06 June 2020

Teaching as a Couple - Ngakma Nor’dzin & Ngakpa ’ö-Dzin

Ngakma Nor’dzin & Ngakpa ’ö-Dzin

In this video from February 2010 Ngakma Nor’dzin & Ngakpa ’ö-Dzin talk about the benefits of teaching as a couple – both for themselves, and for students.


Ngakma Nor’dzin: The Aro gTer Lineage is unusual—possibly unique—in that we have teaching couples rather than just individual teachers. I think this offers a wonderful opportunity for people who become students to have a teaching couple. You have the same sex teacher as your role model, and you have the opposite gender teacher – who is your teacher in that they can reflect to you in a different way to the same gender teacher.

So this offers a great scope of inspiration and capacity for what teachers can offer you as a teaching couple. For us as a teaching couple, it’s just really nice to teach as a couple – to have that support for each other. We have different qualities in the way we teach, different capabilities in what we remember, what we understand, the way we present things. I think it enriches the experience for our students—and for us—being a teaching couple.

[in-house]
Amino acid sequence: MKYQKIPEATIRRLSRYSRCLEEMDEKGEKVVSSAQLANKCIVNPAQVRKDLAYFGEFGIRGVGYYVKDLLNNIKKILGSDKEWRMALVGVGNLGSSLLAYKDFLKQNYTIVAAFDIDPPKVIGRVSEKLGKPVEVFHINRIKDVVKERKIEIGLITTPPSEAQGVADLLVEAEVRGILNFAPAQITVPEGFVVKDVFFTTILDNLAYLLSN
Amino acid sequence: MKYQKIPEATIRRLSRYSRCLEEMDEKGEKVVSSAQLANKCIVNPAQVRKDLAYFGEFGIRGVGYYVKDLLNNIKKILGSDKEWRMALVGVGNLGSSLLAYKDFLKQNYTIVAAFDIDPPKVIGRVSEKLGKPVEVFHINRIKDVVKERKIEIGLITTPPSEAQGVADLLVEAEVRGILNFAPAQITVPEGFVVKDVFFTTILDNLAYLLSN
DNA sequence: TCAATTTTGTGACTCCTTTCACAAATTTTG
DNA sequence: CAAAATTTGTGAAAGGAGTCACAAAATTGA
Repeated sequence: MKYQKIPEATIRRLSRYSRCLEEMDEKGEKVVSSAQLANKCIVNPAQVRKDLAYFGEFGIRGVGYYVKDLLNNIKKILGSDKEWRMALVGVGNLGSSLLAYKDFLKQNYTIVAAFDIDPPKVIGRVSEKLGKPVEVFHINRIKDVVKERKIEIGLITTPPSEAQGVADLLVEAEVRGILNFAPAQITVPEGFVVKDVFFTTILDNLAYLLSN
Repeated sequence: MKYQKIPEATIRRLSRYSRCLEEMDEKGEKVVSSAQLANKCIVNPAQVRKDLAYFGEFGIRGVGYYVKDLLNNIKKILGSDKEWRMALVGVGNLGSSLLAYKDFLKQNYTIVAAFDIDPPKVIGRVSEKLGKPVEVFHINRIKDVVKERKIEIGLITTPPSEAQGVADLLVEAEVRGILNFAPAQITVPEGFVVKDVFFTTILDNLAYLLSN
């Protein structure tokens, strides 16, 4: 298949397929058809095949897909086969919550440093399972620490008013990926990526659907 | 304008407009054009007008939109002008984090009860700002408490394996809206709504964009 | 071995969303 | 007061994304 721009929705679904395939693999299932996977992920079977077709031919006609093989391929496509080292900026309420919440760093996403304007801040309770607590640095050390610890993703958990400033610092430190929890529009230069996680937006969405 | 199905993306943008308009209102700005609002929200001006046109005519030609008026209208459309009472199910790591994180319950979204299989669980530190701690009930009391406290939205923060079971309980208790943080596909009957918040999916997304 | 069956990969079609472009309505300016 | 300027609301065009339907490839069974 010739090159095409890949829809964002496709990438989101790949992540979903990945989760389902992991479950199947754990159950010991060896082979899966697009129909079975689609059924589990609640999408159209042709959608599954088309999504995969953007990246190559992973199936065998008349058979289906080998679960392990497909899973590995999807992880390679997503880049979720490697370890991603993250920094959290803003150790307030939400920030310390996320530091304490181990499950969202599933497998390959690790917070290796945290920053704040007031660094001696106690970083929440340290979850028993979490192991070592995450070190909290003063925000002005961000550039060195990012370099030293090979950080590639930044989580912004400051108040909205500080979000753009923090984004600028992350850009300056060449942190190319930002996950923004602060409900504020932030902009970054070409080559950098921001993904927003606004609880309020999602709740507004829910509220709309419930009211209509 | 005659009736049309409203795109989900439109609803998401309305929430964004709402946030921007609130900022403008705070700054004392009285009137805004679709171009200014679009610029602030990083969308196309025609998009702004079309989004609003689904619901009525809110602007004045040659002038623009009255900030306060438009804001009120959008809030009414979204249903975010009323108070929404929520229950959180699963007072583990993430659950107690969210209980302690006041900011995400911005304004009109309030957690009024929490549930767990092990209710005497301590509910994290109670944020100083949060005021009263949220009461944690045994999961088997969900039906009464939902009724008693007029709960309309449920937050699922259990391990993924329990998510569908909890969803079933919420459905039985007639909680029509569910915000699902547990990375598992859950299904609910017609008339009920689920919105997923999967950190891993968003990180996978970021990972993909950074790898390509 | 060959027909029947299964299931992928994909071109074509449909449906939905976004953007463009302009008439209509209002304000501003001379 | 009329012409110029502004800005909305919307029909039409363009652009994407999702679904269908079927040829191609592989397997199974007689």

Ngakpa ’ö-Dzin: We have different qualities and different ways of approaching a question, so if questions arise within the group of students I’ll often listen with fascination to the answers that Ngakma Nor’dzin gives because she comes at a question from a different angle to me.

Ngakma Nor’dzin: I have the same experience.

Ngakpa ’ö-Dzin: So as much as anything, I’ll be sitting here learning, being able to understand things in a different way. We are able to play—in a sense—with our relationship in terms of how we approach teaching. So we enjoy each other’s company, and the teachings that we can give are complementary. Also it can give one person the chance to rest and consider a situation in more depth, while the other person is answering perhaps the immediate question. So it enables us to work together in that way as well.

Ngakma Nor’dzin: It’s also very useful to me being a little bit deaf! So when i mis-hear a question that somebody asks me, and answer the wrong question, then Ngakpa-la can very gently say at the end ‘well that was a lovely answer, my dear, but that was not quite what was asked’, and then we can start again.

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